Chapter 10 - Copy - Defining a Crime Scene-Crime scenes can...

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Defining a Crime Scene -Crime scenes can be classified according to the location of the original activity. This classification of the crime scene labels the site of the original or first criminal activity as the primary crime scene and any subsequent crime scenes as secondary. -A second classification of crime scenes is based on size. A Macroscopic crime scene is composed of many crime scenes. The microscopic crime scenes classification is more focused on the specific types of evidence found at macroscopic crime scenes. Uses for and Information from Physical Evidence in Criminal Investigations Information on the Corpus Delecti - The determination of the essential facts of the investigation; the physical evidence, the patterns of the evidence and the lab examinations of the evidence Information on Modus Operandi - Criminals repeat their behaviour and this behaviour becomes their “signature” or preffered method of operation. Linkage of Persons, Scenes, Objects - Whenever two objects come into contac, a mutual exchange of matter will take place between them. Proving or disproving Witness Statements - Credibility is an important issue with witnesses, victims and suspects. The presence or absence of certain types of physical evidence will be useful in the determination of the accuracy of their statements. Identification of Suspects - Forensic Examination is a process of steps: Recognition, Identification, Individualiztion, Reconstruction. - Identification of the suspect is done in the first 3 steps that result in the determination of the source of the item of physical evidence. Idenification of Unknown Substances - drugs, poisons, bacteria Reconstuction of a Crime - Final step in the forensic examination process. The crime scene investigator is more interested in how the crime occured than identifying the evidence at the scene. Providing Investigative Leads - The most important use of physical evidence.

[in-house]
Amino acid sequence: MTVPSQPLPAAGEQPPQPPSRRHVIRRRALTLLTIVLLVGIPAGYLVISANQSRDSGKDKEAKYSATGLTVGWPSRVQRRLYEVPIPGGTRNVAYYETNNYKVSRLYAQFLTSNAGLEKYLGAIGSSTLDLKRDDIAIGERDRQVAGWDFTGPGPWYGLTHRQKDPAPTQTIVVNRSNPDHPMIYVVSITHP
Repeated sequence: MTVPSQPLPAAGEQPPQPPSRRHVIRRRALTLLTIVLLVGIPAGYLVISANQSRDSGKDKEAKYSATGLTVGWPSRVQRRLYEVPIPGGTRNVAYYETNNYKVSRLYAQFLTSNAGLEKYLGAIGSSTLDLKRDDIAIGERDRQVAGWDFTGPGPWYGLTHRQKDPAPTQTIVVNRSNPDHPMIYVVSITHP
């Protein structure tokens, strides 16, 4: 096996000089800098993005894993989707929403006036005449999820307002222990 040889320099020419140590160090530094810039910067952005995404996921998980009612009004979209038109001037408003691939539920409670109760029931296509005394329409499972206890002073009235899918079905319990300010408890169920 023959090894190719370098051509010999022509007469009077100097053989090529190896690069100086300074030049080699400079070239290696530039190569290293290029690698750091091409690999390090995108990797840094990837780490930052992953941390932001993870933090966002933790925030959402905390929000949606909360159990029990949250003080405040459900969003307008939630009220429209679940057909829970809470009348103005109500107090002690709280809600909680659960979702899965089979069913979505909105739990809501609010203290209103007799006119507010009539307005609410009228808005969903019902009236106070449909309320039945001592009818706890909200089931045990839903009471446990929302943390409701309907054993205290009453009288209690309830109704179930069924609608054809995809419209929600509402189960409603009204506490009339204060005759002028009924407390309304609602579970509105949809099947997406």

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Science and Crime Scene Investigation - Crime Scene Investigation is a dynamic that requires an active approach by the scene investigator who must be aware of the linkage principle of the evidence, use scene analysis and definition techniques, and be able to offer an opinion on the reconstruction of the scene Recognition Identification Individualization Reconstruction Scene survey Comparison Testing Evaluation Report and Documentation -> -> Interpretation -> Presentation Collection and Preservation General Crime Scene Procedures Scene Management Four distinct but interrelated components of crime scene management are: - Information Management - Manpower Management - Technology Management - Logistics Management Crime Scene Investigation Models What are the 5 Crime Scene Investigation Models. Describe them and list advantages and disadvantages of each. Model Type
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  • Winter '08
  • Damainakis
  • Forensic evidence, Crime scene, CSI: Crime Scene Investigation, Forensic photography, crime scene investigators, Crime reconstruction

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Chapter 10 - Copy - Defining a Crime Scene-Crime scenes can...

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